SCP-2503-JP
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Item #: SCP-2503-JP

Object Class: Euclid

Special Containment Procedures: Institutions with equipment capable of generating SCP-2503-JP are to be placed under the supervision of the Foundation, and care is to be taken to ensure that no people other than Foundation personnel conduct experiments involving the risk of generation. The list of institutions to be monitored is given in Appendix A. In addition, Foundation personnel who wish to conduct experiments that could generate SCP-2503-JP are to be permitted by personnel with level 3 security clearance or higher.

Description: SCP-2503-JP is a voice that is heard by the person conducting a scientific experiment when temperatures near absolute zero1 are generated in the course of that experiment. SCP-2503-JP has a rather low male voice, and utters phrases such as "Good job" and "You're doing great" in English. At temperatures above 1K, SCP-2503-JP is small and difficult to hear, but in experiments where lower temperatures2 are generated, it can be heard very clearly. SCP-2503-JP responds to our questions, but the content is limited to "I'm glad you can hear me" and "Keep up the great work", and does not mention its origin, purpose, and knowledge of cryogenics. In addition, SCP-2503-JP can only be heard by those involved in the experiment and cannot be recorded.

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Professor Kamerlingh Onnes

The first case of SCP-2503-JP's discovery took place in the Netherlands in 1908, when Kamerlingh Onnes, a leading low-temperature researcher at the time heard it during an experiment to liquefy helium. Initially, Professor Onnes's claim was considered to be an auditory hallucination, but several scientists who had conducted similar experiments made similar claims, leading to a report to the Foundation and the establishment of Containment Procedures. Later, it became clear that SCP-2503-JP could be heard more clearly in experiments that generate lower temperatures, and the need to stop such experiments were discussed but the decision to stop was not made because research on low temperatures is beneficial to humanity.

In the 1990's, with the invention of laser cooling and a temperature range below 0.1mK becoming a reality, SCP-2503-JP spoke different content than before. The content was "We're almost to the unknown world." It was predicted that "unknown world" refers to Bose-Einstein condensation3, but even when research in the U.S. demonstrated Bose-Einstein condensation in the 1990s by bringing a temperature range of less than 1μK to reality, the content of its speech did not change.

In 2019, the Foundation's research team succeeded in creating a temperature range of about 10nK4. SCP-2503-JP said things like "I didn't think you'd make it this far" and "You're almost there", and Dr. Wyman who was in charge of the experiment reported that SCP-2503-JP "seemed to be in a good mood and was more cooperative than ever". Since Dr. Wyman is a seasoned Foundation personnel and has had many conversations with anomalies, she attempted to conduct an interview and elicited information that she had not been able to obtain in previous conversations. The following is the excerpt.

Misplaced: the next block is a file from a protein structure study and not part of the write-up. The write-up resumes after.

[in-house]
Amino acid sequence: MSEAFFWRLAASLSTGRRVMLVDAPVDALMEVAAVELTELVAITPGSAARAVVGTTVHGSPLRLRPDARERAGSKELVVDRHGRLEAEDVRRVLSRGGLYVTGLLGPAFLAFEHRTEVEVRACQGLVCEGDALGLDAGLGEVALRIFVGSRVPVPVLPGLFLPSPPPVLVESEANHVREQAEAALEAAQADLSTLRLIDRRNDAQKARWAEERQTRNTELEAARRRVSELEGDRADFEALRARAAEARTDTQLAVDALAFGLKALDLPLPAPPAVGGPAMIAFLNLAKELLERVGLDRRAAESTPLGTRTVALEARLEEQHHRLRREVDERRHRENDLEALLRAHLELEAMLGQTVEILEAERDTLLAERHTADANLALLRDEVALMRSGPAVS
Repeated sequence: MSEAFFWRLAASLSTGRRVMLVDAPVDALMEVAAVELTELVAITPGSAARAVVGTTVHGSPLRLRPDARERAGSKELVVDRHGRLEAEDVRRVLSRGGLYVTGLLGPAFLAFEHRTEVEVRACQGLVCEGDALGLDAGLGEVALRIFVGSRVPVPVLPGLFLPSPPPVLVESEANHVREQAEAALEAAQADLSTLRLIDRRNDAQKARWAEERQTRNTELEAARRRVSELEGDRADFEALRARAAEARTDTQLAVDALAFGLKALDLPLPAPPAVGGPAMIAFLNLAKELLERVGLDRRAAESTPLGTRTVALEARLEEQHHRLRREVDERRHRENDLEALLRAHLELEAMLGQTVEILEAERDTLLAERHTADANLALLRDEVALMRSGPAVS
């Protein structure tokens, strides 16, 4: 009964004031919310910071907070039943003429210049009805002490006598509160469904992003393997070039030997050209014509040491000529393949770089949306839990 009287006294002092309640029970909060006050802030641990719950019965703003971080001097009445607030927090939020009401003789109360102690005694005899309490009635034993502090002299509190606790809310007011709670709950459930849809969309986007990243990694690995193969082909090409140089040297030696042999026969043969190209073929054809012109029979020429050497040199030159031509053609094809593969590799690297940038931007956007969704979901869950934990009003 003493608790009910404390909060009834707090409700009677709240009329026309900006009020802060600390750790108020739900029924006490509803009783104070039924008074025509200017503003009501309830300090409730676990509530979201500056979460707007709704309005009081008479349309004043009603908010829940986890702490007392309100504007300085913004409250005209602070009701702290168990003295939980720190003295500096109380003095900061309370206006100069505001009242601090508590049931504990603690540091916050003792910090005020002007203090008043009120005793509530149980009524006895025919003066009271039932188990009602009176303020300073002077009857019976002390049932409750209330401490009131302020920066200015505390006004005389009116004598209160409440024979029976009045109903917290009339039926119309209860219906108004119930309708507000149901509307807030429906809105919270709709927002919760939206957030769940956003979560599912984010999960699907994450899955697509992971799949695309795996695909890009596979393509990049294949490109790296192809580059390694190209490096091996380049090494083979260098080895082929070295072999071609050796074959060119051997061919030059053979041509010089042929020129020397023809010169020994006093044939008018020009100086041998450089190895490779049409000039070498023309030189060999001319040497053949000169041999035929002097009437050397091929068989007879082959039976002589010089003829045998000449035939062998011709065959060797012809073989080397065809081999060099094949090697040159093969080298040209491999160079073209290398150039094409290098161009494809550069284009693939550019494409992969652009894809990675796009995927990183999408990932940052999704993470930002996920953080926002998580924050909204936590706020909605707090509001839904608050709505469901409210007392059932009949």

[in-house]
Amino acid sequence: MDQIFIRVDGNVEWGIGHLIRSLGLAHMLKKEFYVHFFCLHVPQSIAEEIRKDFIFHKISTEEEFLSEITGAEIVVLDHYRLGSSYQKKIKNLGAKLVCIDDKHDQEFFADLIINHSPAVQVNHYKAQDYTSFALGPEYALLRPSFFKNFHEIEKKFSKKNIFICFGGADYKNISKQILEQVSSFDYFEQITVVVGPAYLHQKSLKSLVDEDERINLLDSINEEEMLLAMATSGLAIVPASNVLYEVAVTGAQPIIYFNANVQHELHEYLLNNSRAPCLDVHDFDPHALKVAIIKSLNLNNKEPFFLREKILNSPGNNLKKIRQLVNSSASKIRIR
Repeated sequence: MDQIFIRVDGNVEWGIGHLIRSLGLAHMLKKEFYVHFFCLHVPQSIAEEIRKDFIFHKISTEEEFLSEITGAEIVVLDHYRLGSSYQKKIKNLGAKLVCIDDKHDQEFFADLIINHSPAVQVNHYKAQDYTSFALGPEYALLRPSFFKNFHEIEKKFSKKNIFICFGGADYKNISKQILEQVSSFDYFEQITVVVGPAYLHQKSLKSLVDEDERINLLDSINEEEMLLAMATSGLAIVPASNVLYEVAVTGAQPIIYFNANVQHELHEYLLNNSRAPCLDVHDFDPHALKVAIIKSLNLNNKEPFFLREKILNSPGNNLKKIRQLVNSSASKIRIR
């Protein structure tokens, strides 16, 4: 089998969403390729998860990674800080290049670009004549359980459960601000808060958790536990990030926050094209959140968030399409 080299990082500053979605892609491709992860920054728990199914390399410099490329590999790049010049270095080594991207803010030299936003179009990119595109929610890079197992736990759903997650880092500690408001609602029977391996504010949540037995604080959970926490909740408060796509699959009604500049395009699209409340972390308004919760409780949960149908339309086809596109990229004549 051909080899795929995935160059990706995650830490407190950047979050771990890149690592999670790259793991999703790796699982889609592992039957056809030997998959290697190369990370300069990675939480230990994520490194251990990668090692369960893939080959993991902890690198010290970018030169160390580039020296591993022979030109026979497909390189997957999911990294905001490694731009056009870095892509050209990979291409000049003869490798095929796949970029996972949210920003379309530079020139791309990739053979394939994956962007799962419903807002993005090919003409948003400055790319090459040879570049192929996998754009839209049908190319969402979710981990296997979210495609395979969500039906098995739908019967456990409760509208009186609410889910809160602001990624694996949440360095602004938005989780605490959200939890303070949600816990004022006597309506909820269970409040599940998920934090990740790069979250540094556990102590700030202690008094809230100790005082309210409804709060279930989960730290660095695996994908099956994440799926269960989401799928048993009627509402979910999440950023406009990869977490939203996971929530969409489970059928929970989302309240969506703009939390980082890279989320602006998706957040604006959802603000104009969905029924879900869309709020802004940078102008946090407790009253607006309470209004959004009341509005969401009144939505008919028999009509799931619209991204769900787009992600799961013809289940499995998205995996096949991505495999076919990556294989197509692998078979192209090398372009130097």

Interview Log 2503-24:

Interviewer: Dr. Wyman

Subject: SCP-2503-JP

Dr. Wyman: You seem to be in a much better mood today.

SCP-2503-JP: Is that so? But so do you. Cuz you're one step closer to the unknown world.

Dr. Wyman: What's this unknown world you speak of? I've asked you so many times before, but I think it's time you tell me.

SCP-2503-JP: Do you really need to ask? You'll be able to see for yourself soon enough anyway.

Dr. Wyman: Is that so? It was only in 1995 that laser cooling became practical and the micro-K barrier was broken, but humanity has yet to create temperatures below nano-K. I'm getting old, you know5. I don't know if I'll be able to achieve more in my lifetime.

SCP-2503-JP: Don't dwell on such weak thoughts. I kind of understand your feeling and I'd love to tell you, but the truth is, I don't know either.

Dr. Wyman: You don't know?

SCP-2503-JP: That's right. Even I don't know what will happen when matter reaches absolute zero.

Dr. Wyman: When it reaches? Wait a minute, what do you mean by that?

SCP-2503-JP: It's in the literal sense. No one knows what happens when the temperature of matter goes to absolute zero. That's why you're going to try it, right?

Dr. Wyman: Absolute zero is a theoretical concept, and there's no way matter is going to reach it.

SCP-2503-JP: What?

Dr. Wyman: The third law of thermodynamics is the basic of science that even high school students know. Are you going to disprove it?

SCP-2503-JP: No, wait a minute. It doesn't exist?

Dr. Wyman: That's how it works in our science.

SCP-2503-JP: Why?

Dr. Wyman: Matter lowers its temperature by releasing internal energy through adiabatic expansion, but unless it expands indefinitely, it will never reach absolute zero… no, wait. You don't even know that?

SCP-2503-JP: Why are you working so hard to lower the temperature even though it will never reach absolute zero then?

Dr. Wyman: That's because, just like BEC has been discovered in the nano-K world, there is still a possibility that unknown phenomena are hidden in low temperatures.

SCP-2503-JP: BEC?

Dr. Wyman: It's a Bose-Einstein condensation that was demonstrated in '95. You were there, right?

SCP-2503-JP: I was there, but I don't really understand difficult topics.

Dr. Wyman:

After the above interview, the content of SCP-2503-JP's speech changed. It no longer responds to conversations, and more often says things like "I don't like scientists cuz they always say difficult things" and "You'll probably make fun of me by saying I'm below high school level".

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